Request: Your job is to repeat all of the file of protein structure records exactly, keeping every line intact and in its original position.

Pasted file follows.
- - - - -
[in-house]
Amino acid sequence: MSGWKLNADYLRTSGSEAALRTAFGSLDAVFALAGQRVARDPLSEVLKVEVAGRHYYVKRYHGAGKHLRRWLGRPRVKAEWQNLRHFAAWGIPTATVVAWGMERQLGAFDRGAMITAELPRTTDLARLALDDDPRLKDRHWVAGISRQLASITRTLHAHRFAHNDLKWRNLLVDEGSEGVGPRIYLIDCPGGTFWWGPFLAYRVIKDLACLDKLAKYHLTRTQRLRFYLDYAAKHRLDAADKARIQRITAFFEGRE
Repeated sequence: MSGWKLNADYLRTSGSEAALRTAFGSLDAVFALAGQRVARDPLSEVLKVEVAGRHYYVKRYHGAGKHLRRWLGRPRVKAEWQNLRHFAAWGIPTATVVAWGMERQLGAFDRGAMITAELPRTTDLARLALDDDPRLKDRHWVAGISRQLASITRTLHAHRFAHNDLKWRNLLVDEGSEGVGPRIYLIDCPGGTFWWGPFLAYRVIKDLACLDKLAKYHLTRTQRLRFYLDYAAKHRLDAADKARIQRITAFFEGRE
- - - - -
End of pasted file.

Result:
[in-house]
Amino acid sequence: MSGWKLNADYLRTSGSEAALRTAFGSLDAVFALAGQRVARDPLSEVLKVEVAGRHYYVKRYHGAGKHLRRWLGRPRVKAEWQNLRHFAAWGIPTATVVAWGMERQLGAFDRGAMITAELPRTTDLARLALDDDPRLKDRHWVAGISRQLASITRTLHAHRFAHNDLKWRNLLVDEGSEGVGPRIYLIDCPGGTFWWGPFLAYRVIKDLACLDKLAKYHLTRTQRLRFYLDYAAKHRLDAADKARIQRITAFFEGRE
Repeated sequence: MSGWKLNADYLRTSGSEAALRTAFGSLDAVFALAGQRVARDPLSEVLKVEVAGRHYYVKRYHGAGKHLRRWLGRPRVKAEWQNLRHFAAWGIPTATVVAWGMERQLGAFDRGAMITAELPRTTDLARLALDDDPRLKDRHWVAGISRQLASITRTLHAHRFAHNDLKWRNLLVDEGSEGVGPRIYLIDCPGGTFWWGPFLAYRVIKDLACLDKLAKYHLTRTQRLRFYLDYAAKHRLDAADKARIQRITAFFEGRE